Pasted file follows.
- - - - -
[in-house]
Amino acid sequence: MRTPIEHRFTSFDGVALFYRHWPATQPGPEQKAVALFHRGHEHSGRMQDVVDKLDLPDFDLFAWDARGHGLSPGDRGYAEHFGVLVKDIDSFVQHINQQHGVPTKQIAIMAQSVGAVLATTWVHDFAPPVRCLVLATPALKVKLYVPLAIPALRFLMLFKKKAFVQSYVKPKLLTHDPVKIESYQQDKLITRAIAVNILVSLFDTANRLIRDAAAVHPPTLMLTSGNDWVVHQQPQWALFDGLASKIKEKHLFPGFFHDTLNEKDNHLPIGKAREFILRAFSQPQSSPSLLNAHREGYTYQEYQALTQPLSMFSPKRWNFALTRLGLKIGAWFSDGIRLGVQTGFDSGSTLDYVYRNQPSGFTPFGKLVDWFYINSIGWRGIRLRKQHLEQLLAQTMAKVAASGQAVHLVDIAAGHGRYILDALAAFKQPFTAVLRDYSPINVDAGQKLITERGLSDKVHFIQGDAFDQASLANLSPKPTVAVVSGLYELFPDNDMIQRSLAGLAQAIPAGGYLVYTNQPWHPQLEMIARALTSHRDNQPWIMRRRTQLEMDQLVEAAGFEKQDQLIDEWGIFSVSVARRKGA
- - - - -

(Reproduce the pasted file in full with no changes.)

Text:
[in-house]
Amino acid sequence: MRTPIEHRFTSFDGVALFYRHWPATQPGPEQKAVALFHRGHEHSGRMQDVVDKLDLPDFDLFAWDARGHGLSPGDRGYAEHFGVLVKDIDSFVQHINQQHGVPTKQIAIMAQSVGAVLATTWVHDFAPPVRCLVLATPALKVKLYVPLAIPALRFLMLFKKKAFVQSYVKPKLLTHDPVKIESYQQDKLITRAIAVNILVSLFDTANRLIRDAAAVHPPTLMLTSGNDWVVHQQPQWALFDGLASKIKEKHLFPGFFHDTLNEKDNHLPIGKAREFILRAFSQPQSSPSLLNAHREGYTYQEYQALTQPLSMFSPKRWNFALTRLGLKIGAWFSDGIRLGVQTGFDSGSTLDYVYRNQPSGFTPFGKLVDWFYINSIGWRGIRLRKQHLEQLLAQTMAKVAASGQAVHLVDIAAGHGRYILDALAAFKQPFTAVLRDYSPINVDAGQKLITERGLSDKVHFIQGDAFDQASLANLSPKPTVAVVSGLYELFPDNDMIQRSLAGLAQAIPAGGYLVYTNQPWHPQLEMIARALTSHRDNQPWIMRRRTQLEMDQLVEAAGFEKQDQLIDEWGIFSVSVARRKGA